Kornet anti-tank missiles fired by Hezbollah at an Israeli military vehicle and position near the Lebanese border last September were launched from within territory in southern Lebanon controlled by an environmental organization, according to a report released Thursday that argues that the group is in fact a front for Hezbollah.
The group, Green Without Borders, has been accused of being a front for the Iran-backed terror organization several times in the past, by both the Israel Defense Forces and Israel’s delegation to the United Nations.
The paper, published by Matthew Levitt and Samantha Stern of the US-based Washington Institute, takes these allegations further, identifying eight new locations along the border that belong to the group and further demonstrating the non-government organization’s ties to Hezbollah.
Green Without Borders bills itself as being primarily dedicated to planting trees, fighting forest fires and environmentalism in general. At the same time, it also freely acknowledges its ties to the “resistance,” or Hezbollah. The trees it plants in southern Lebanon are expressly meant to block Israeli surveillance cameras, to act as “a veil on the eyes of the enemy in addition to a wall behind which the resistance fighters protect themselves,” the head of the organization, Hajj Zuhair Nahle, told Lebanon’s Daily Star news outlet in 2017.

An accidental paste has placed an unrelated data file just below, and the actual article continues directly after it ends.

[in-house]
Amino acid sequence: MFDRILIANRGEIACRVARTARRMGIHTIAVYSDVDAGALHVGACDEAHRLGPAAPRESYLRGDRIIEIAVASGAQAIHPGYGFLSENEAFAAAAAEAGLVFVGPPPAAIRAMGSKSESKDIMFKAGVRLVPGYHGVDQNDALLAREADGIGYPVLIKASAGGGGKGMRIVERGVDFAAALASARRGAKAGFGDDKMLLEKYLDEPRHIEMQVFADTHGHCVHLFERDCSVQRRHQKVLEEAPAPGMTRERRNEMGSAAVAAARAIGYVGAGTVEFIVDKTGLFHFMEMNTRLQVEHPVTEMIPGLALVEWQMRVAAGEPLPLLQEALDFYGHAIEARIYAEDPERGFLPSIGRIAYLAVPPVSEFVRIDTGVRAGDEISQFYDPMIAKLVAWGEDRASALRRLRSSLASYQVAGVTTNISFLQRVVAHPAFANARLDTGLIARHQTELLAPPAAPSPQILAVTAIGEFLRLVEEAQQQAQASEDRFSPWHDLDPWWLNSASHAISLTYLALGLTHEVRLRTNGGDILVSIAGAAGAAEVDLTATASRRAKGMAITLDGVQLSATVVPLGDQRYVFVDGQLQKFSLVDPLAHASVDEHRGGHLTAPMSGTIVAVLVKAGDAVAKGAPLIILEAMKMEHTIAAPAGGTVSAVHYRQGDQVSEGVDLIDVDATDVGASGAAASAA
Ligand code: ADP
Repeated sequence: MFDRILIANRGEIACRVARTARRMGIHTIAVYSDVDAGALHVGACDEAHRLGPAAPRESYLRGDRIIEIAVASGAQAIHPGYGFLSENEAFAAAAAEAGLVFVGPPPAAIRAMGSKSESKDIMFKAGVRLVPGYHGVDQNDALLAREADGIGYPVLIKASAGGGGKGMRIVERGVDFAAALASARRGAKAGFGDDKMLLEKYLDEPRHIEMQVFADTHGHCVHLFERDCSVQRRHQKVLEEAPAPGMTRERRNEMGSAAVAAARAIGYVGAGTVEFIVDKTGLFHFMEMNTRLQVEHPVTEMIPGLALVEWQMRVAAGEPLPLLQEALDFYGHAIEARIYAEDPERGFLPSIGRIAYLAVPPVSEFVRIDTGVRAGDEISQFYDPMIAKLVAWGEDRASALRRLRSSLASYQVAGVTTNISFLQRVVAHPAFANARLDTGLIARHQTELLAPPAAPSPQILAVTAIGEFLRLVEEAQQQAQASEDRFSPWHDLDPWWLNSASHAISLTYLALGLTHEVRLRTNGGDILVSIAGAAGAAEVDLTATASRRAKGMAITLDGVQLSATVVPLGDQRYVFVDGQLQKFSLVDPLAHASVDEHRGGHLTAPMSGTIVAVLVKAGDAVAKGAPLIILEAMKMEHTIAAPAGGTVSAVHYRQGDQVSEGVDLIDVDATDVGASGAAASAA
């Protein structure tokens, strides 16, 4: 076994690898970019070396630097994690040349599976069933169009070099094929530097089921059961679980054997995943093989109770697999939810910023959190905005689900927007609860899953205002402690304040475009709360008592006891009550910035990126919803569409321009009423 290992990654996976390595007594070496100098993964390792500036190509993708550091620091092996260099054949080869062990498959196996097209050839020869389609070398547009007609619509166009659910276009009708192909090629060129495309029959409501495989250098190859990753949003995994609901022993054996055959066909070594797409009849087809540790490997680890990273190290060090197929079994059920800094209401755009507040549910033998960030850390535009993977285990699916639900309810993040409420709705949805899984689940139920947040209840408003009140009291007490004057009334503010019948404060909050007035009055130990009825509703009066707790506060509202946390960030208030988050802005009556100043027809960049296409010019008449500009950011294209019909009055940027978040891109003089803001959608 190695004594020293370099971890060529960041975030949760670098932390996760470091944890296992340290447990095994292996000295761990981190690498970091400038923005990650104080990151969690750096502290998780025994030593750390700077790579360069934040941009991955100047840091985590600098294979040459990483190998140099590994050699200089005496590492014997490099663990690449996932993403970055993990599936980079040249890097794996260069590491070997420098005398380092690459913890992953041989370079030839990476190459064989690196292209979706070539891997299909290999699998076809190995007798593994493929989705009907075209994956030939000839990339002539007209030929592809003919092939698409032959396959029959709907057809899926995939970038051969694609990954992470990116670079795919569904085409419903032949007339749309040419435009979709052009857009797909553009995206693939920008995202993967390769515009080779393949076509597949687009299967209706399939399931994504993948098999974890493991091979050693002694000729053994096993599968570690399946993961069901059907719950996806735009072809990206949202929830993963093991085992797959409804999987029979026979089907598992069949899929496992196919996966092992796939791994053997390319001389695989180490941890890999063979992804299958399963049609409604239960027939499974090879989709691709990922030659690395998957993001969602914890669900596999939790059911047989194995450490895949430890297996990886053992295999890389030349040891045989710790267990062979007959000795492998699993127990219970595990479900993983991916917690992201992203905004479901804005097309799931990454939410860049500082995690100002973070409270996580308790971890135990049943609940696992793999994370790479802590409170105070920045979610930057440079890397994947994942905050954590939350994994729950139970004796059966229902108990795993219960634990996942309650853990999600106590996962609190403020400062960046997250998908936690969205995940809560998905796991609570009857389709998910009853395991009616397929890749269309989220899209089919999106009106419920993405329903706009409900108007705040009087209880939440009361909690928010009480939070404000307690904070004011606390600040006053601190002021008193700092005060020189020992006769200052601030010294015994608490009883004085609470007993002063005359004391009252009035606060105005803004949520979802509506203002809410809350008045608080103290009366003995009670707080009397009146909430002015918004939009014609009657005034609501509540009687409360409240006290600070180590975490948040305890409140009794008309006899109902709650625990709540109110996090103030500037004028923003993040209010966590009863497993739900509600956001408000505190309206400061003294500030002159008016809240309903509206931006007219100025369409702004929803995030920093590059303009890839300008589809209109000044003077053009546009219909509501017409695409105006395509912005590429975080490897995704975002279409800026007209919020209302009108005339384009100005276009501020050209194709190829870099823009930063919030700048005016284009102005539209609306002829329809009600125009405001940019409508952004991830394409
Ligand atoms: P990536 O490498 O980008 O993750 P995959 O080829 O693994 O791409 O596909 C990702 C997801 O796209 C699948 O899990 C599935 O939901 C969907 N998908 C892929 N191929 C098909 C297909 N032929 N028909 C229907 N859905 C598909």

Such was the case last month when the group planted a number of trees on the Israeli side of the internationally recognized Blue Line — but on the Lebanese side of the border fence — prompting the IDF to take the unusual step of crossing into the buffer zone to remove them. This led to a tense standoff near the Israeli town of Metulla between the IDF and Lebanese Armed Forces on April 14, which was mediated by UN peacekeepers who eventually trimmed back the trees themselves.